I want to tell you simply that if we bought a raw material for $ 500 to produce some product. And after manufacturing that product we got $100 remained and $400 used in manufacturing that product.
So in above example $500 is a cost and $400 is an expense.
Let’s say your company is in the catering business and will cater its biggest event this evening. In the morning your company purchased about 125% of the paper goods that you believe will be used at the event. (You purchased the additional 25% for future events and also to ensure you don’t run out of these items at this evening’s event.) The paper goods that were purchased had a cost of $500, and only $400 of the paper items were used at today’s event. The remaining $100 were put in your company’s store room for use at the events to be catered in the next few weeks. In this example, the cost of $500 consisted of a $400 expense and a $100 asset.
Accountants use the term expense to mean a cost that has being used up while a company is doing its main revenue-generating activities. (That’s why only $400 of the cost of supplies was expensed in our example.)
A cost may or may not be an expense. As we had seen above, $400 of the cost was an expense and $100 of the cost was an asset. Here is a more extreme example: If a company purchases land to be used in its business, the cost of the land will be reported an asset and will never become an expense. (The reason is that land will never be used up and therefore never depreciated.) The land’s entire cost will continue to be reported on the balance sheet as the asset Land as long as the company owns the land.
If a company purchases a delivery truck to be used in its business, the truck’s cost will initially be recorded as the asset Delivery Truck on the company’s balance sheet. However, the truck’s cost will become Depreciation Expense as the truck is “used up” in the company’s main, revenue-generating activities.
In a non technical sense the words cost and expenses are used interchangeably. But in cost accounting difference is recognized between the two. The term cost refers of that part of the acquisition price of a product or a service, which is expected to be useful in sense of obtaining sales revenue. In other words, cost represents the amount invested in obtaining a product or services which have not yet expired or benefits or services of which have not yet been received or which have not been yet utilized or consumed in connection with the realization of revenue. Expense on the other hand, refers to that cost which has expired or which has been charged against revenue of a period.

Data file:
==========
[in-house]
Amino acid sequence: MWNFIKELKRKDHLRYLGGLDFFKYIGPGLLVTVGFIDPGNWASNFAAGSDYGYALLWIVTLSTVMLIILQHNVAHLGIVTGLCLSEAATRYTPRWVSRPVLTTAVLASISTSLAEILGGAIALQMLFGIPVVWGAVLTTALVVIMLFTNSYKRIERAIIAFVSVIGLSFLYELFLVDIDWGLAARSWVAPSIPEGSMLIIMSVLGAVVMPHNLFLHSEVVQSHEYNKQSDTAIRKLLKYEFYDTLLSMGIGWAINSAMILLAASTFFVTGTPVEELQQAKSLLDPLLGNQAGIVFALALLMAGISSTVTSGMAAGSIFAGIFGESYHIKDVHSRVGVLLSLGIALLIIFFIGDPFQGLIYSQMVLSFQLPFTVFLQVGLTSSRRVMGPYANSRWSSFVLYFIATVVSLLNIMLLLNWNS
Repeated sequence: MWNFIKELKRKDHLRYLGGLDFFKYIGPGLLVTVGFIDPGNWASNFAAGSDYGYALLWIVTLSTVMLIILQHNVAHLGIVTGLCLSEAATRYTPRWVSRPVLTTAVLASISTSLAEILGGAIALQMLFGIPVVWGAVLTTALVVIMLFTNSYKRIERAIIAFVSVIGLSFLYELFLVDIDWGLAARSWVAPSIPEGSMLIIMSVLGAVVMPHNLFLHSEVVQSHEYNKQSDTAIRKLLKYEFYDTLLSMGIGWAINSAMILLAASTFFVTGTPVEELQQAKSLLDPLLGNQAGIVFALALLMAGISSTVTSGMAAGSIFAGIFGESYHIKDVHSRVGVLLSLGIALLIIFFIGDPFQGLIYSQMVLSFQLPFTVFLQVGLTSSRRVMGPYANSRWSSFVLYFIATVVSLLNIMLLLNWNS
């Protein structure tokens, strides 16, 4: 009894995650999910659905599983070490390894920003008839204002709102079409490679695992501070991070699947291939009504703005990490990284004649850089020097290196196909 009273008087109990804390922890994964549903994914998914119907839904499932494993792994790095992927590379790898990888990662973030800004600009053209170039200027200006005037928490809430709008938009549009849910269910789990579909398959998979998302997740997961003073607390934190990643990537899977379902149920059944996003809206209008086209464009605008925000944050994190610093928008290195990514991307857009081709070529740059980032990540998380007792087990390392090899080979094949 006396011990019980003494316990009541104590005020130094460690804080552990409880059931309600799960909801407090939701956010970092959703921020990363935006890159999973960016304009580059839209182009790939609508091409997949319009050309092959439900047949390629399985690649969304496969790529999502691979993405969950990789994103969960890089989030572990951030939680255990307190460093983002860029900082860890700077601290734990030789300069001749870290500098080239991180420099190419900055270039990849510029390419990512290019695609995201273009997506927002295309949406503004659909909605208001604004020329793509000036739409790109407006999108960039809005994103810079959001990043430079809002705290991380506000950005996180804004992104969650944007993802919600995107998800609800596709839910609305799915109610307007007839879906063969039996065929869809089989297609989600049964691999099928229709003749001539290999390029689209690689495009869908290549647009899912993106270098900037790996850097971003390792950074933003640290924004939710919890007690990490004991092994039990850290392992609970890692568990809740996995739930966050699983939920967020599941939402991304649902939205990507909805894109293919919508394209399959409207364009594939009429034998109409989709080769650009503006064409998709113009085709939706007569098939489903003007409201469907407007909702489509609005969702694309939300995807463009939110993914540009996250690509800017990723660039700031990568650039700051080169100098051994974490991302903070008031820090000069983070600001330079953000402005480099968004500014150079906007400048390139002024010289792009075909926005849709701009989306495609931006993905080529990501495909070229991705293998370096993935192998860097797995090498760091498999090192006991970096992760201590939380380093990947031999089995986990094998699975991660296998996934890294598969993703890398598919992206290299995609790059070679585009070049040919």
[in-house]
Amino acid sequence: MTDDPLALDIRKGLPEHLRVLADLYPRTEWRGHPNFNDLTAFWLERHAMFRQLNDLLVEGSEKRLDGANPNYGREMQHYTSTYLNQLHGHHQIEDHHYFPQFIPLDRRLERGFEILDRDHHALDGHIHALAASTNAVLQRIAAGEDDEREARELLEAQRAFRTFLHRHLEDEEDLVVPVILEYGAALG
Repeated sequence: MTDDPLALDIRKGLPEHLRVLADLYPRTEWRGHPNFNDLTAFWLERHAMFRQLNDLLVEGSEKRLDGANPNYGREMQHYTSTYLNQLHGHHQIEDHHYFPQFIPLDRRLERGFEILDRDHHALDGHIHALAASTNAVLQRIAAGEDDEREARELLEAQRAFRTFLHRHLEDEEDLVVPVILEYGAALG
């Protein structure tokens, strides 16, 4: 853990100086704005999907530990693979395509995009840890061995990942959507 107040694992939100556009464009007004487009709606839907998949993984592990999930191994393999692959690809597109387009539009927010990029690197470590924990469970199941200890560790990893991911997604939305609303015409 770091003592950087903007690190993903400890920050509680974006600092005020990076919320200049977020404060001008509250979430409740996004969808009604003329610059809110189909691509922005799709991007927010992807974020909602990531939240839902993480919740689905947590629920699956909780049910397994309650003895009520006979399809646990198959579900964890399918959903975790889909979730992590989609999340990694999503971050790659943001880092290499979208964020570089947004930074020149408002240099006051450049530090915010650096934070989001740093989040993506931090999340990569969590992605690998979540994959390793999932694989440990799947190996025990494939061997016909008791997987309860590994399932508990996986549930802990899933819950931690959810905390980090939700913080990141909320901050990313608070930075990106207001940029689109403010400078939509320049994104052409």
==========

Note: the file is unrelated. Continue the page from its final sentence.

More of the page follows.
In order to understand the nature of cost accounting properly and to accomplish its purpose efficiently, it is highly essential to have a basic knowledge of the various class or elements or component of the cost. Costs are classified in different ways having regards to the objective for which they are being classified. Since cost accounting so essentially utilitarian, the useful or beneficial aspect is always kept in mind for each classification or grouping of cost.
Cost and Expense are commonly used terms in economics, business and accounting. The term cost refers to the value of money that has been used in order to produce something, and hence is not available for use anymore. Whereas the term expense has a very specific meaning. It refers to outflow of cash or other valuable assets from a person or company to another person or company.
Differentiate between cost and expense
The money you spend on short trem obligations called expense e.g buy a note book. And the money you spend on long term projects called cost e.g build a house for commercial use.
It depends upon the demand.